Paul Taylor is happy at the prospect of giving UK Gold a boost, Claire
‘Strap your tits down and don’t wear one of those short skirts,’ I am
warned before setting out to interview Paul Taylor. ‘This guy’s a master
of the double entendre, know what I mean?’
Paul Taylor, the new sales director at UK Gold, looks perfectly harmless
when we meet. Mind you, after a week like his, even the most robust of
personalities would be a little deflated.
In the past few days he’s had a juicy bonus from Channel 4 (where he was
client sales manager), handed in his notice (nice timing), started a new
job at UK Gold, been at the centre of a bomb scare and arrived home to
find his daughter minus the tip of one of her fingers.
And as if that wasn’t enough, he’s arrived at UK Gold in charge of a
team of sales execs who could, at this very moment, be scribbling their
own resignations. Taylor isn’t sure how many of his new boys will be
following their old sales boss, Nick Milligan, to the bright lights of
Add to that the lingering uncertainties about UK Gold’s move into a new
sales house with United Artist’s Programming’s satellite channels, and
Taylor seems to have made quite a brave decision.
The 37-year-old Taylor (‘the only man I know who looks better in
glasses,’ according to one pal) is sanguine about the whole business. ‘I
wouldn’t have taken the job if I didn’t think this was a real, long-term
opportunity for me,’ he explains.
But how will Taylor fill Milligan’s cowboy boots?
Few would deny Taylor’s talents for driving business by the force of his
personality. ‘He talks a good game,’ one former colleague says.
‘He may not be a great numbers man, but he knows how to play by the
rules,’ another adds. ‘He can handle almost anything you could throw at
him - he might not always handle it brilliantly, but he’s rarely fazed.’
Mr Taylor, known as Big Fluffy, is a chameleon - easily adaptable to any
situation. For me he’s white, the consummate statesman. But for those of
you for whom this will be the only Taylor you’ll ever see, here’s a
glimpse of his blue side. For starters there’s the story about him
enjoying a lap snog at the bar of a Rib Shack restaurant (it’s OK, he
later married her). Then there’s his party trick involving loose change
and a certain piece of his anatomy.
Taylor confesses to being a firm follower of the work hard, play hard
ethic, ‘and I do like a good laugh with the boys and girls’. This is a
guy with a past. According to Chris Boothby, the broadcast director of
BBJ Media Services who shared an office with Taylor during their WCRS
days, Taylor is ‘an excellent operator, very smooth’, although he admits
that ‘there’s definitely a wild man trying to get out of this smooth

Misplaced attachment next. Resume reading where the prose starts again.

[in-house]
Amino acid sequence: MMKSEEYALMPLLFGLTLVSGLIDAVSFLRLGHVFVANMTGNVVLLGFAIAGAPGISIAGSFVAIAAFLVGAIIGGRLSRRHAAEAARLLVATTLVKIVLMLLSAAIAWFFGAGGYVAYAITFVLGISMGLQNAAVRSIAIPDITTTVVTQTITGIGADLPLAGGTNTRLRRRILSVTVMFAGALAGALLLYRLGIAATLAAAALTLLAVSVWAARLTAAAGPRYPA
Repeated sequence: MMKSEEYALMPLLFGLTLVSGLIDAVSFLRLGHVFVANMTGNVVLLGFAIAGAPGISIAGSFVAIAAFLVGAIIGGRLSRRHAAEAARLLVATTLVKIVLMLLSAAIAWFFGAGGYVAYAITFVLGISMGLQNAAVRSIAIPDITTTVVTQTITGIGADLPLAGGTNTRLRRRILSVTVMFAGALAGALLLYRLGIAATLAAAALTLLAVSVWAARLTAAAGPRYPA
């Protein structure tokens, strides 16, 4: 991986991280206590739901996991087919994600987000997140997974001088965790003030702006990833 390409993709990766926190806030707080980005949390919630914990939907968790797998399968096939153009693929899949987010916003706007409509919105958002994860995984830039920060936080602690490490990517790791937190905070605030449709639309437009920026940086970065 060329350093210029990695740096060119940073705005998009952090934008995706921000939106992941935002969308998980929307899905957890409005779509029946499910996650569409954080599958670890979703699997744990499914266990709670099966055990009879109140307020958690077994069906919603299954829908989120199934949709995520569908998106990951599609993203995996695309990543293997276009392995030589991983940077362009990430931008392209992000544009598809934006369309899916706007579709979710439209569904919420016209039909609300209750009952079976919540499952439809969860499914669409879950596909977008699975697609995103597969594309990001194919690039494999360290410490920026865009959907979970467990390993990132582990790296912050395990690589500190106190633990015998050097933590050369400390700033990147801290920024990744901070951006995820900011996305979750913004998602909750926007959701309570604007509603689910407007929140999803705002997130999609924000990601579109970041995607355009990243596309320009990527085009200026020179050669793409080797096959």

Chris Locke, the joint deputy managing director at the Media Centre, is,
typically, a little more blunt: ‘Paul’s an animal.’ He adds that the
last time Taylor ever really sold a spot was during his spell at
Grampian Television, ‘so he’ll be used to the sums involved in his new
Taylor, who admits that there really wasn’t any way forward for him at
Channel 4, says that before him lies ‘a great opportunity to build on UK
Gold’s solid foundations, to get involved in the establishment of a
satellite sales house, and experience the cutting edge of the media
explosion that is stampeding on the horizon’.
And although selling UK Gold, despite its comfortable status as the
largest non-Sky satellite channel, could be a bit of a shock to the
Taylor system after the success story of Channel 4, Taylor says he’s
relishing the challenge.
‘What’s needed here is the same sort of drive and commitment that
Channel 4 required when it first began selling its own airtime in 1992.
And in many ways the propositions of UK Gold and Living [Gold’s sister
channel] and Channel 4 aren’t that different. They are all about
environment and brand values.’
As the interview draws to a close, I find myself a little bit
disappointed that Taylor hasn’t peppered his conversation with the sort
of rude gags I’d been warned about. He seems, if anything, professional.
Nice but not very exciting. Then he saves the hour by promising to
invite me out to lunch and take me through his sexual fetishes, and
order is restored to the world.
The Taylor file
1981 Cadbury, area sales rep
1983 Grampian TV, sales assistant
1983 McCann-Erickson, TV buyer
1985 J. Walter Thompson, planner/buyer
1985 WCRS, TV buying group head
1987 Lowe Howard-Spink, senior planner/buyer
1988 Geers Gross, media group manager then joint media director
1992 Channel 4, senior business manager, then client sales manager
1996 UK Gold/Living, sales director